A second, related long-term change was the transformation of the United States from a net consumer of intellectual property to a net producer. Until approximately the middle of the nineteenth century, more Americans had an interest in "pirating" copyrighted or patented materials produced by foreigners than had an interest in protecting copyrights or patents against "piracy" by foreigners. The shift in the "balance of trade" had a predictable effect on the stance taken by the United States in international affairs. In the early nineteenth century -- as Charles Dickens learned to his dismay -- the American government was deaf to the pleas of foreign authors that American publishers were reprinting their works without permission. n55 In the late twentieth century, by contrast, the United States has become the world's most vigorous and effective champion of strengthened intellectual-property rights. n56 Thus, for example, the American delegation successfully took a very hard line in the negotiation of the TRIPS agreement, demanding that other nations acquiesce in their generous version of patent and copyright laws. n57 And software piracy in China has triggered a much sterner reaction from the United States than has widespread human-rights violations. n58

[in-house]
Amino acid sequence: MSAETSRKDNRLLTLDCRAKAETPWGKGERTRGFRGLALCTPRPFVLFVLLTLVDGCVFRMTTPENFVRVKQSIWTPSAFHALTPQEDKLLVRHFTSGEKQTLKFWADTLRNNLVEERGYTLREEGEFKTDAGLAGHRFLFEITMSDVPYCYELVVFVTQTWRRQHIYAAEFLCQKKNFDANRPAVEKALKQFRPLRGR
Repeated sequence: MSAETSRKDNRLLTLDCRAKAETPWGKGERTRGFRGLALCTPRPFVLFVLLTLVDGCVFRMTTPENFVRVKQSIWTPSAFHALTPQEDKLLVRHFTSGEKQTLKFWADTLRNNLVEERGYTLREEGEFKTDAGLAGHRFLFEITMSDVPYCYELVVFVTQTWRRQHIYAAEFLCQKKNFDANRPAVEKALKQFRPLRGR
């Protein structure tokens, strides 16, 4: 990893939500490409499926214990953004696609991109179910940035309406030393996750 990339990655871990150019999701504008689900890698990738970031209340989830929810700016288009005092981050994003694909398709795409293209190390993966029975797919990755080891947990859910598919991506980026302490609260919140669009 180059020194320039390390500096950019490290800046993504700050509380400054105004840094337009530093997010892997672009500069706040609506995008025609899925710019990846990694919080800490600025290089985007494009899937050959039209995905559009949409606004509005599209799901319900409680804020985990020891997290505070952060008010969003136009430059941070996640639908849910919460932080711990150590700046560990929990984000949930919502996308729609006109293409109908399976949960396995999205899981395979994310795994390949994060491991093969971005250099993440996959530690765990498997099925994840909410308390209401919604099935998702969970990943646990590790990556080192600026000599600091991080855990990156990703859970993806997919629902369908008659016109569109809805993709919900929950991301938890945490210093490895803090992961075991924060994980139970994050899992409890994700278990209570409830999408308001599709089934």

• Contrary to the other replies, I'll agree with you here, though for me the primary issue isn't one of legality, it's one of corporate hypocrisy.

        With the position Kazaa is now taking, they are essentially wanting this model:

        File trader 1: Obtain music conversion, invest time in learning how to do so and how to use the Kazaa application, make available on Kazaa, personally take all legal risk.

        File trader 2: Invest time in learning Kazaa application, pay for bandwith, act as server to other peers, person
  • by El Cubano ( 631386 ) on Sunday October 12, 2003 @12:41AM (#7192933)

    ... but in the future downloads would be automatically detected and a charge added to the monthly internet service provider bill.

    If there was ever an incentive to get people to lock down their wireless networks, this is it.

    ISPs will probably also like the idea that it provides an incentive for people to not share their broadband connections with their neighbors.

    • HAHAhahaha (Score:3, Interesting)